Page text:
Normal Town staff and council members called council member Stan North on Monday evening on several issues when he questioned town practices, including a bill for a drainage study in Uptown . When Nord asked if the study included underpass drainage, City Manager Pam Reece referred it to a previous email response to the question stating it did not.
North then tried to say it was shortsighted to pay for the study and not include underpass drainage. Mayor Chris Koos pushed back on North, referring to the North question email written well in advance of the meeting.
“Mr. Nord, I would like to point out in the email response to you that drainage issues would be part of the design of phase two,” Koos said.
North also asked why public input is not sought in the planning of the Children’s Discovery Museum exhibits, only to be told several ways it is considered.
“We also work with our local schools, our homeschools, as you mentioned earlier. We work with daycare centers that we partner with, anyone who wants to give their opinion, our museum families, visitors, we actually have quite a lot of stakeholder input, ”said museum director Beth Whisman.
Whisman said the strategic planning process is meant to gather public input as well as probe what other museums are doing.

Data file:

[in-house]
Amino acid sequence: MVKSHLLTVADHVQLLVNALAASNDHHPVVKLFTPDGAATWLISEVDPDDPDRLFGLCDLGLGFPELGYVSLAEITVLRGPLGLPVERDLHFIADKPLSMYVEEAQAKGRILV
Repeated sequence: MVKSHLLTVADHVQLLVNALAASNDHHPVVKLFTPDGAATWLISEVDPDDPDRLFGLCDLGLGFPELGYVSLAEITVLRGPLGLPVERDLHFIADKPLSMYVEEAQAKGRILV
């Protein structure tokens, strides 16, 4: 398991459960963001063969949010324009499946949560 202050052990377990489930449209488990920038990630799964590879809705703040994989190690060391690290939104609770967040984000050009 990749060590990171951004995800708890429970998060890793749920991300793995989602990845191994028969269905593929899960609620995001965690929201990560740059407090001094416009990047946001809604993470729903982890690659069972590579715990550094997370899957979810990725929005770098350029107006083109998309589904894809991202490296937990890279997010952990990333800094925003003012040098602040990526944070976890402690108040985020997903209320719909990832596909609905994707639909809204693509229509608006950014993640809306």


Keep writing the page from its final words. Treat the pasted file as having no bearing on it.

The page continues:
Nord said it would be good if a portion of the grants the museum brings in be returned to the city to ease the burden on taxpayers and help run the museum. City staff said this is already happening, depending on whether the grant pays for exhibitions or operations.
“Just to alleviate any confusion that might be generated by this (remark from Nord), the closed site grant went to the general fund to make up for lost COVID year revenue and to help the operation due to the pandemic. This is the purpose of the grant, ”Reece said, adding that the museum raised more than $ 500,000 in grants last year.
North also asked staff why the museum foundation is not paying for the facility’s strategic plan. Staff noted that the plan is part of the current fiscal year budget previously approved by the board. The foundation is raising money to pay for the much more expensive exhibition installation, and the city has historically paid for the planning, Reece said.
The previous strategic plan created a decade ago led to five new exhibitions. Foundation board chairman Rob Widmer told the board in public comments at the start of the meeting that the foundation raised more than $ 1 million in private donations for the installation of these exhibits.
North also questioned the Request for Proposal (RFP) that resulted in the $ 50,000 contract for the plan before council. He wanted to know the amount of the other offers. Staff and board members noted that there were no bids and that the bidding process takes into account historical performance, credentials and expertise as well as price.
“This is a normal and typical financial proposal that we see executed on a regular and routine basis. This is nothing out of the ordinary. The request for proposal is also about qualifications and not just dollars and it is the difference, “said Kevin McCarthy, board member.
Whisman noted that the four responses to the call for the strategic plan were roughly the same, with one that was $ 8,000 more.